Projects per year
Office: G58, 13 Woodland Rd
Phone: +44 (0)117 928 8395
I specialise in the history of the British Isles from the twelfth to the fifteenth century, with a particular interest in Ireland. I have a strong commitment to making the sources for late medieval history more easily available to academic scholars and students, and consider it a particular honour to be asked to address local history societies in Ireland and the U.K.
Late medieval Irish history is a rich and fascinating field of study, and one that is dramatically under-researched. I would be delighted to hear from prospective research students interested in working on such topics as:
- The late medieval Irish exchequer and Irish finances
- The government and politics of medieval Irish towns
- The Black Death and the economy of Ireland
- The political and economic role of the Church in late medieval Ireland
- The earls and earldom of Kildare
- Travel and communication in and from late medieval Ireland
I expect students to consider these and other topics in a broad context that includes not only Ireland but also all the various lands claimed by the kings of England.
One of the most positive features about working at Bristol is that we are encouraged to link our research and our teaching. I work on the character and fortunes of English colonial society in late medieval Ireland, which requires me to keep up to date with the latest scholarship on medieval England. There is no better way to do that than to teach the subject. We attract very bright students, and undergraduate reflections on matters such as the Black Death and the Peasants' Revolt have fed into my research over the years. I teach medieval English history in all years of the undergraduate degree, and have also been fortunate enough to supervise a number of Ph.D. students. Some of these have worked on purely English subjects, but I have also advised students who have looked at Anglo-Irish relations in the Middle Ages. Bristol is a beautiful and historic city which has played a crucial role in England's dealings with Ireland for many centuries. To see the wealth of St Mary Redcliffe church is to get a sense of just how wealthy medieval Bristol was as a result of its maritime trade.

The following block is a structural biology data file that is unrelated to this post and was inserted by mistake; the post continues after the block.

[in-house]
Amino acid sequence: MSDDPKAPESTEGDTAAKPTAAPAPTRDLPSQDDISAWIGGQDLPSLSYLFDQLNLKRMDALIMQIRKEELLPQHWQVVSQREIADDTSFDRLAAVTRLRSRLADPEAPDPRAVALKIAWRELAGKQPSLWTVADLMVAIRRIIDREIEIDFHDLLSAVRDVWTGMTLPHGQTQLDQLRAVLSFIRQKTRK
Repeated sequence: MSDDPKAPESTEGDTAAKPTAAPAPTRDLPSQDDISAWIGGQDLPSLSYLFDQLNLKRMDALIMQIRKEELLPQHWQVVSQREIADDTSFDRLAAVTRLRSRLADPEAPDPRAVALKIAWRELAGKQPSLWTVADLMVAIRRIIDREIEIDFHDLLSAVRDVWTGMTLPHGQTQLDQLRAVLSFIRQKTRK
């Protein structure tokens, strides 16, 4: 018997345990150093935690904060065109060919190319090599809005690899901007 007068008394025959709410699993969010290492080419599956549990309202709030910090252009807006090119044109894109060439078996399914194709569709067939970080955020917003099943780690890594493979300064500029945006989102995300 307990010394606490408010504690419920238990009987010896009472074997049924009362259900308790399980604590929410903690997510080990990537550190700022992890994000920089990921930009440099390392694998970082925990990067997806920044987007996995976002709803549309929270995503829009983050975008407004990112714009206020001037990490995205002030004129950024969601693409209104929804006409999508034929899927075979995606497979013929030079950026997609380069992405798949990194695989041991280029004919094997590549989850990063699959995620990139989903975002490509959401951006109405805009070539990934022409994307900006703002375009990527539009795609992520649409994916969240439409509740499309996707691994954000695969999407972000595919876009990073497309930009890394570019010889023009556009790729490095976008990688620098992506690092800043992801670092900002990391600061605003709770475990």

The University of Bristol is a particularly good place to work as a medievalist because of the University's Centre for Medieval Studies http://www.bristol.ac.uk/medievalcentre/
which hosts seminars and conferences, and keeps the many medievalists spread across various parts of the institution in contact with each other.
OFFICE HOURS 2018-19, TB1: Monday 11-12; Thursday 11-12.
- 1 Similar Profiles
- 3 Finished
1/01/02 → 1/01/04
13/01/20 → 26/06/20
1/04/02 → 1/08/02
Smith, B., Apr 2018, Cambridge: Cambridge University Press.
Research output: Book/Report › Edited book
Smith, BGC., 20 Jun 2013, Oxford: Oxford University Press. 256 p.
Research output: Book/Report › Authored book